These days, the risk of contracting a mosquito-borne disease is no longer limited to people living in tropical and/or impoverished areas where mosquito populations are at their most diverse and abundant. The Zika virus epidemics that occurred during 2015 and 2016 showed Americans that mosquito-borne disease outbreaks can occur in any highly populated region. This is especially true today when global travel and increased international trade transport disease-carrying insects to new regions all over the world. Due to the increased concern among public health professionals regarding the potential for mosquito-borne disease outbreaks in the western world, numerous researchers have been working to develop next generation methods of reducing mosquito populations within or near populated areas. Many of these new cutting-edge mosquito control techniques are complicated and well beyond the understanding of the average American citizen, but public health officials insist that there are plenty of mosquito-control methods that can and should be practiced by members of the general public. For example, if everyone in America made sure that their property is always free of all forms of standing water, the rate of mosquito-borne disease cases would decrease. Unfortunately, many American citizens are skeptical that such practices could have any beneficial impact on the state of public health. Due to this belief, as well as many other factors, many people do not think twice about how they can personally contribute to the mosquito control effort. However, a study conducted in Indonesia found that community efforts alone can reduce mosquito populations.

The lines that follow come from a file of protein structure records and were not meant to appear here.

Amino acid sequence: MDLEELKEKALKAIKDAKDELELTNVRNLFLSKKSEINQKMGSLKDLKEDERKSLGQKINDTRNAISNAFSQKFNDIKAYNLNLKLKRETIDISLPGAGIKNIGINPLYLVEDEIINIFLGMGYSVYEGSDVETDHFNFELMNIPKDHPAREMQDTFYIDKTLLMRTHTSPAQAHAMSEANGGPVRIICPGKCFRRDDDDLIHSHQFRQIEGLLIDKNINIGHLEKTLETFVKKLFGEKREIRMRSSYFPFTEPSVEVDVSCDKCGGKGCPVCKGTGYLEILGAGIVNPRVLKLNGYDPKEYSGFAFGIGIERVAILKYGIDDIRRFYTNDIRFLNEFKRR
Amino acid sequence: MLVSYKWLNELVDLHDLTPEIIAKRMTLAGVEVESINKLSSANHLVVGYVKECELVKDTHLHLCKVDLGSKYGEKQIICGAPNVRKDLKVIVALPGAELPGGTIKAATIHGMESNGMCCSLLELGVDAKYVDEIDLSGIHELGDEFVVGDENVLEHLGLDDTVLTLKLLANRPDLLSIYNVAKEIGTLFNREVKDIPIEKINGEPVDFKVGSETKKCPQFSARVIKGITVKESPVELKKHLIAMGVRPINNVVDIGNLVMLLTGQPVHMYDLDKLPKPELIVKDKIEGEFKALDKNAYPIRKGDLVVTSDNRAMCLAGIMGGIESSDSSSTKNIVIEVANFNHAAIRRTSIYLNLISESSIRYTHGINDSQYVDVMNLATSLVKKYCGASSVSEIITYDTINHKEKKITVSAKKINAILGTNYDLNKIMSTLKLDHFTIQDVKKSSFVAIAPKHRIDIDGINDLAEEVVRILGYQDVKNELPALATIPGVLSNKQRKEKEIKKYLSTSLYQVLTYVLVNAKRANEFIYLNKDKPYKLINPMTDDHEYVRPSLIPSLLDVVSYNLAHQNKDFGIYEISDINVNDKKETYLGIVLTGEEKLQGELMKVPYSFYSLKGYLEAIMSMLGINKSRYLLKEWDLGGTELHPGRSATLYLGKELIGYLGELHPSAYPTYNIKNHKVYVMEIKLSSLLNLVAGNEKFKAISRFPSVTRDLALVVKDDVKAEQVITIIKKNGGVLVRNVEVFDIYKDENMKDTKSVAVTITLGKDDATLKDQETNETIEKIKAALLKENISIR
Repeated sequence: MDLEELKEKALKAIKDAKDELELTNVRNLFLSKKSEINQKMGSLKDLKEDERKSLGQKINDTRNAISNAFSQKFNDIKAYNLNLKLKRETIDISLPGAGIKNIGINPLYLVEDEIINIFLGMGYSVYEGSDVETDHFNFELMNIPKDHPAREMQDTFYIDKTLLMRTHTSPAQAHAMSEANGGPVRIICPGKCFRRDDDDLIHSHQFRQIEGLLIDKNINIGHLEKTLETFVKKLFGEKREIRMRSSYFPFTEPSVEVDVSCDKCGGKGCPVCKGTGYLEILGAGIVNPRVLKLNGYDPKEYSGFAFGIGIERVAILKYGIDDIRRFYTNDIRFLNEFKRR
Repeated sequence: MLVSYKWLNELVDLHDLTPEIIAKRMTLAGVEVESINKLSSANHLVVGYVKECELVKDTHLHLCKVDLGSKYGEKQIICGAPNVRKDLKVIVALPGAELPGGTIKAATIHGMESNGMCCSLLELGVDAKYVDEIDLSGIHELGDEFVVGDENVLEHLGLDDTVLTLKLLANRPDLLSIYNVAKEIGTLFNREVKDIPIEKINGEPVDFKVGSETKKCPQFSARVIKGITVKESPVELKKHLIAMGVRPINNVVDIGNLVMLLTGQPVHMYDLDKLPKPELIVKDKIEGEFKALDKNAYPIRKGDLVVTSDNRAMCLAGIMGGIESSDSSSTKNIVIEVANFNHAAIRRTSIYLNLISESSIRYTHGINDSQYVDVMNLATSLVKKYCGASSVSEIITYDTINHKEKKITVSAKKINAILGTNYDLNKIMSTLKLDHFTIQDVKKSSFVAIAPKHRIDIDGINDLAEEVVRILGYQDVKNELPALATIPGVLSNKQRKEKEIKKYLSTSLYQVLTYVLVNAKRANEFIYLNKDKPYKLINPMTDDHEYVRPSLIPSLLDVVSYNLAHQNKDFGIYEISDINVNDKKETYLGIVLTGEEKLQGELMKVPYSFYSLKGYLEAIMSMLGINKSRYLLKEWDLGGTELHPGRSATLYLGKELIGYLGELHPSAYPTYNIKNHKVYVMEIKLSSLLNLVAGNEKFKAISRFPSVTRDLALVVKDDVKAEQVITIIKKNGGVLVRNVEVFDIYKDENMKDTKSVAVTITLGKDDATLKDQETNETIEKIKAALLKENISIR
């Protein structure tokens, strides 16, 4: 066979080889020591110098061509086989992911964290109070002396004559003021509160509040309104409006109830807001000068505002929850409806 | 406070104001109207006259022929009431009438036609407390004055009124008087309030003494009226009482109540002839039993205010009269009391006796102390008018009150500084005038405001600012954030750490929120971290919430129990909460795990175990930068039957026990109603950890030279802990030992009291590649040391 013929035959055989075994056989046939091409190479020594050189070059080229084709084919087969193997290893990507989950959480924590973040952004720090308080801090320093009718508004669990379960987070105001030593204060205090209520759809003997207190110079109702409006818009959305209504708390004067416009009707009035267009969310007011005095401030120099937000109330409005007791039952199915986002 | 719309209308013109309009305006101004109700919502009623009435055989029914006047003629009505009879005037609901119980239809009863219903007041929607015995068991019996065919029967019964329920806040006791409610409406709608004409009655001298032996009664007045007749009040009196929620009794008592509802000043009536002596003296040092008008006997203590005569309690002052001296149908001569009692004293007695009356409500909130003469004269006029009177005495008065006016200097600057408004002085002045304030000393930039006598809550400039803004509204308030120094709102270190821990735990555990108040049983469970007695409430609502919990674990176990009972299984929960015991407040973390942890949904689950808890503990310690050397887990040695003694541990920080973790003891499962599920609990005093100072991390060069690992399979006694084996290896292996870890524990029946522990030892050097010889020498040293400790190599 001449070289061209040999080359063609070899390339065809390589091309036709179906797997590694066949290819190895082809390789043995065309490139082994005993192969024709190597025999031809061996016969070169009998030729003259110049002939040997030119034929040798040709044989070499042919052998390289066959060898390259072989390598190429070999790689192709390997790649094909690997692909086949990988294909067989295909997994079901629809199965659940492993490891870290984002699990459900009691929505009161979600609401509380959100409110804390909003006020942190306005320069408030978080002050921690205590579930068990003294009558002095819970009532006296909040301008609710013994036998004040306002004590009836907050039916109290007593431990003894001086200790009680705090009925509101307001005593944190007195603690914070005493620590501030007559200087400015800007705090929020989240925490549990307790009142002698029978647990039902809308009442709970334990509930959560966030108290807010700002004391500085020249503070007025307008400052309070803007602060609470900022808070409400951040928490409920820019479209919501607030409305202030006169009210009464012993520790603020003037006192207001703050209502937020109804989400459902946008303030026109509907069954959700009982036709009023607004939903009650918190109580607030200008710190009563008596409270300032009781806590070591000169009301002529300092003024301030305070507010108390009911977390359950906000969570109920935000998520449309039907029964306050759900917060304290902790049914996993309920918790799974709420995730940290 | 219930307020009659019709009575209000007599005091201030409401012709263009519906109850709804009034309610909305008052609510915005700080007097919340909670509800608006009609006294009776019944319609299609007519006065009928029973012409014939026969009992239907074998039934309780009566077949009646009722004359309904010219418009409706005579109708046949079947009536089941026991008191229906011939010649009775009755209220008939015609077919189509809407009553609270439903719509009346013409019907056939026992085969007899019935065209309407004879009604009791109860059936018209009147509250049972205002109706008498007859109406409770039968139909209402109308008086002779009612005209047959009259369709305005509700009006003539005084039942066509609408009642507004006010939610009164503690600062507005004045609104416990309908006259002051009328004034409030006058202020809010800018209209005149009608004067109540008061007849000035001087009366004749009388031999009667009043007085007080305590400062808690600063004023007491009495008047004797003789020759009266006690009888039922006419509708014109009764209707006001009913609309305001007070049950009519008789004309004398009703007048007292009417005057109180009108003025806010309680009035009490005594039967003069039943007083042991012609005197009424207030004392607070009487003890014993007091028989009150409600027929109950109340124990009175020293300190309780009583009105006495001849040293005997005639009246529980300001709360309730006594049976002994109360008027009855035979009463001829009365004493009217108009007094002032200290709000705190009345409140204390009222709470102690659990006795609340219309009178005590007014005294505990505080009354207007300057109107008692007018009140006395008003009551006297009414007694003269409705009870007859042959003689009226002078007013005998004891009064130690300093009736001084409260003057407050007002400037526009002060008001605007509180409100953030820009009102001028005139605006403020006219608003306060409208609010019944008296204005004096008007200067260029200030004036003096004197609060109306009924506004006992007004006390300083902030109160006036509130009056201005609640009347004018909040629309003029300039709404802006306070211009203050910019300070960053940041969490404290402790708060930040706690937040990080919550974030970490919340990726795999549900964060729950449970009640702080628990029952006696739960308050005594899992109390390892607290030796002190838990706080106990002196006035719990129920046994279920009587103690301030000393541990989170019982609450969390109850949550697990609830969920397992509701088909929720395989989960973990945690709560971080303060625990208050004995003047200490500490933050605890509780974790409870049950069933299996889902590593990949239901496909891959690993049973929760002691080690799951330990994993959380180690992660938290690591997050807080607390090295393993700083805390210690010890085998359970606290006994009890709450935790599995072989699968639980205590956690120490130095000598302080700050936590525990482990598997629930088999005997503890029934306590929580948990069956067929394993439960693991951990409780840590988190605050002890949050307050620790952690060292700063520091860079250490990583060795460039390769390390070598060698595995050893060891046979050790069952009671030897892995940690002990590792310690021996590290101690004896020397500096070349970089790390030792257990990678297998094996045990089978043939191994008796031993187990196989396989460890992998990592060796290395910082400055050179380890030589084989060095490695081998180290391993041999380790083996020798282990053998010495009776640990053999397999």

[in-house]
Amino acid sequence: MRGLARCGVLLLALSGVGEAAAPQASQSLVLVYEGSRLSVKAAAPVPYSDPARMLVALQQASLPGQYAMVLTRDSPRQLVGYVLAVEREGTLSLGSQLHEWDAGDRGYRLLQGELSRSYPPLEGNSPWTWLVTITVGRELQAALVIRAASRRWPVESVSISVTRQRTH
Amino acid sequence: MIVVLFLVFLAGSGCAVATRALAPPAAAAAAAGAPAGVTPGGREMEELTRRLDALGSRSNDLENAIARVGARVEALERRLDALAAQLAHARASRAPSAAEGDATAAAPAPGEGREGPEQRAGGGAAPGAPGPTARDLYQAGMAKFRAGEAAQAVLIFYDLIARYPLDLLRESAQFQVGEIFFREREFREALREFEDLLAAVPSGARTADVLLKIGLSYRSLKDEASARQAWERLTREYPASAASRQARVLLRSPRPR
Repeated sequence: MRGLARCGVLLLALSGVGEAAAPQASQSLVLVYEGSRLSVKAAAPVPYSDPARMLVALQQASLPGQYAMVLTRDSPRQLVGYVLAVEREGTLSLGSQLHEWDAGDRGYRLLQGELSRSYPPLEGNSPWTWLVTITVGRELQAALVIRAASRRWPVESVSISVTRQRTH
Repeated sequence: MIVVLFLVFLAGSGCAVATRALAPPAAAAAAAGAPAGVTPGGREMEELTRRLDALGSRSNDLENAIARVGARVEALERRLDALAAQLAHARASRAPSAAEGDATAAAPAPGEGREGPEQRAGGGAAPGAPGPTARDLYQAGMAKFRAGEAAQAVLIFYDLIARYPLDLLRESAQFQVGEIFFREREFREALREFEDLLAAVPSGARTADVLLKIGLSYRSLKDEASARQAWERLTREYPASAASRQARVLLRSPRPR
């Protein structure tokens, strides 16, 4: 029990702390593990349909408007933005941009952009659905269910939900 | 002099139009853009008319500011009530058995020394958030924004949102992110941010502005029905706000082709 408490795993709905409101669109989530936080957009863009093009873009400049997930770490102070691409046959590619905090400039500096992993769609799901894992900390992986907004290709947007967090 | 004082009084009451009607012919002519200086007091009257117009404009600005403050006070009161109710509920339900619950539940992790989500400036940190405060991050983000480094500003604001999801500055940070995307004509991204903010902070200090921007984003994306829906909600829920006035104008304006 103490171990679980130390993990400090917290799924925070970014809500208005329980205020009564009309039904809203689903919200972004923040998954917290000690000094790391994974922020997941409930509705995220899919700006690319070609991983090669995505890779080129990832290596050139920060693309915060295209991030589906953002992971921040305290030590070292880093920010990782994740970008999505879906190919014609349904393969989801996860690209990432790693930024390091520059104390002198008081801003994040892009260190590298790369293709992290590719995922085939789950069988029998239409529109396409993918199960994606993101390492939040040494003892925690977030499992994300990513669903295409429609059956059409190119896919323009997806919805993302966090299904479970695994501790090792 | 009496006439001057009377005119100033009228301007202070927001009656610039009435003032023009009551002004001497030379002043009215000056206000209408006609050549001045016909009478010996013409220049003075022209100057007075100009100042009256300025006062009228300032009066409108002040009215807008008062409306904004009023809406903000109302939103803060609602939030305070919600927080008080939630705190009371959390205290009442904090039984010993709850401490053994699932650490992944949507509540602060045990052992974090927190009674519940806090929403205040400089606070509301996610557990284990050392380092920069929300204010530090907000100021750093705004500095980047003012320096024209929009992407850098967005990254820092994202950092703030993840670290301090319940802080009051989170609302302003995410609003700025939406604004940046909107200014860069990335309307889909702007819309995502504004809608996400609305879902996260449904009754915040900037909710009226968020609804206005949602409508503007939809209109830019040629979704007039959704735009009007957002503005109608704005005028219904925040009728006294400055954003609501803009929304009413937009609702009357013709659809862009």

Several years ago, public health professionals educated all members of a small community in Indonesia about what they could do to reduce mosquito populations in their region. For a period of six months residents practiced mosquito-control methods that included making sure no standing water remained on their property, covering buckets or pans of water while being used, and consistently removing water-retaining garbage from their homes and yards. At the end of the six month period, the amount of mosquito specimens collected from designated sites were far fewer in number than the amount of specimens collected when the community mosquito-control campaign began. Considering that this community effort to reduce mosquito populations proved a success in a region where mosquitoes are particularly abundant, similar community efforts would go a particularly long way in North America where the largely temperate climate keeps mosquito populations relatively low.
Do you consider your own personal efforts to reduce the mosquito population by removing standing water sites within your yard to be worth your time?